At a time when Latinx citizens and immigrants are targeted because of their language and culture, the Diverse Elders Coalition rejects harmful, discriminatory policies and practices. Instead, we joinsour member organization the National Hispanic Council on Aging (NHCOA) in celebrating National Hispanic Heritage Month and the many contributions that Hispanic older adults bring to our communities and our country. Read on for Hispanic Heritage Month highlights from the coalition and beyond.
by Christine S. Perez, Program and Resource Development Associate, NHCOA
Next week, the National Hispanic Council on Aging (NHCOA) will be hosting two events in Washington, D.C. and Silver Spring, M.D. to celebrate Hispanic Heritage and support Hispanic older adults nationwide. We hope you will join us at one or both of these important events!
The National Hispanic Council on Aging (NHCOA) invites you to join us at the Rayburn House Office Building on Tuesday, September 17th at 9:30am EDT to release our “2019 Status of Hispanic Older Adults: Recommendations from the Field”.... Read More
For Aging Immigrants, Food from Their Homelands Is Key to Happiness
“Do you have drumsticks?” my 85-year-old mother asks the cashier at the checkout counter at Madras Groceries in Sunnyvale, California. The woman points to a pile of long, narrow, cylindrical vegetables near the counter. A half-hour later, a quick inventory of my mother’s cart reveals drumsticks, taro roots, squash, long beans, okra, winter melons, pointed gourd, snake gourd, spices, snack packets of murukkus and a bag of brown basmati rice.
Food bought, cooked, served and eaten is collectively the barometer of my mother’s moods, which are intricately entangled with her health. When she’s bustling around the kitchen, cooking sambar, kootuor olan with squash and winter melon,.... Read More
NHCOA is transforming the negative perceptions of Hispanic older adults in the U.S.
Each year, from September 15th to October 15th, the United States recognizes Hispanic Heritage Month as a time to celebrate the incredible contributions of Latinx communities to the nation’s history. More than ever, our country requires a reminder of the many ways that Hispanic heritage is woven into the fabric of our nation. From the highest seats of power in the United States, vitriol toward Hispanic communities has created a sense of fear and isolation among people who may have already faced linguistic, cultural and geographic barriers to aging with health and dignity. This month — and every month — we denounce hate, we honor the stories of our communities’ elders, and we support immigrants, especially those.... Read More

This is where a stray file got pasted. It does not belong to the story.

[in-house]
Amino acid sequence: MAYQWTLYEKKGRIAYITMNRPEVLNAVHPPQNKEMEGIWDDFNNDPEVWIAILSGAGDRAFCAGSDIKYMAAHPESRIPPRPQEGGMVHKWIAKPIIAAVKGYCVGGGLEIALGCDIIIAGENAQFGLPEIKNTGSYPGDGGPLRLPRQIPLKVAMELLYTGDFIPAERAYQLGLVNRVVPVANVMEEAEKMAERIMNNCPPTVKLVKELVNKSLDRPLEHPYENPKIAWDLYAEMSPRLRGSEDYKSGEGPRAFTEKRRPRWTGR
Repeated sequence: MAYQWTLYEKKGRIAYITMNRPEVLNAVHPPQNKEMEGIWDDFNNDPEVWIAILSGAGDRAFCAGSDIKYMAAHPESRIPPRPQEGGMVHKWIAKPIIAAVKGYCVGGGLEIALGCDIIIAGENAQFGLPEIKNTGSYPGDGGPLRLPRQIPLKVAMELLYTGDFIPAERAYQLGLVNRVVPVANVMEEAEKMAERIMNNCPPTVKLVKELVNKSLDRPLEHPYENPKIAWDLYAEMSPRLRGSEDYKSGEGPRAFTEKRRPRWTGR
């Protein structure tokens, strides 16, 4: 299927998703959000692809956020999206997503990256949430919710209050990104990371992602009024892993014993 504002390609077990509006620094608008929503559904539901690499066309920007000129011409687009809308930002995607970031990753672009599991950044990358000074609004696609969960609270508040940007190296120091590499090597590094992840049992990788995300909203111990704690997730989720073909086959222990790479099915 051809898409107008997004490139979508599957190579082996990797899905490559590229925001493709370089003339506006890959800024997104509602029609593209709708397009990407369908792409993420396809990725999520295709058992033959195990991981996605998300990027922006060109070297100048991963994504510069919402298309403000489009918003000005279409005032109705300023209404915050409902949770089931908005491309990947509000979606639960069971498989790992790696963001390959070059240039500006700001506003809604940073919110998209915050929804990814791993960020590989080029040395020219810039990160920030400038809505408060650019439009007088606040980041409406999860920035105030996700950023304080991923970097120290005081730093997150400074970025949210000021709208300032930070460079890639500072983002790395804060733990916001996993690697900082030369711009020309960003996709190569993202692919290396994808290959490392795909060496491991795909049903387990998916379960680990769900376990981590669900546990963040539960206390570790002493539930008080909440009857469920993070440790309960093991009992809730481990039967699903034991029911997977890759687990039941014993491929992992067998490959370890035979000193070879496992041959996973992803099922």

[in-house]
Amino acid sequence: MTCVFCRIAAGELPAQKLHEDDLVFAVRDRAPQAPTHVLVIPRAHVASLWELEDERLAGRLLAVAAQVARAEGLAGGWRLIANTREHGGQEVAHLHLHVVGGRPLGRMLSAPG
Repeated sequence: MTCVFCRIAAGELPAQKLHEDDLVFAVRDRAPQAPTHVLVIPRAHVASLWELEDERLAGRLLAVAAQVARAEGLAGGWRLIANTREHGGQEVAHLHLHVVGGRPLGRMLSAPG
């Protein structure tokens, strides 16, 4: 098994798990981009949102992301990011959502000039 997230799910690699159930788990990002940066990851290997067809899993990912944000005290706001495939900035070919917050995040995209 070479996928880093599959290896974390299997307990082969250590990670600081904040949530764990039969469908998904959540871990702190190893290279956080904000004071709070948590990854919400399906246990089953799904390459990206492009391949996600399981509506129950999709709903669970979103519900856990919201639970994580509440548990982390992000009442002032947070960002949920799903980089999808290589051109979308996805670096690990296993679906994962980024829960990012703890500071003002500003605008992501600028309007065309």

Cesar Chavez, Dolores Huerta and New Mexico’s political year of the woman
By Kent Patterson. This article originally appeared on NMPolitics.net.
Looking spry as ever, Dolores Huerta once again took to the stage Saturday at Albuquerque’s annual Cesar Chavez Day celebration, just three days short of her 88th birthday. The co-founder of the United Farm Workers union urged hundreds of people gathered in the plaza of the National Hispanic Cultural Center to support an effort to make Chicano Studies at the University of New Mexico a master’s degree granting program and get ethnic, labor, women’s and LGBTQ studies from kindergarten up in public schools across the nation.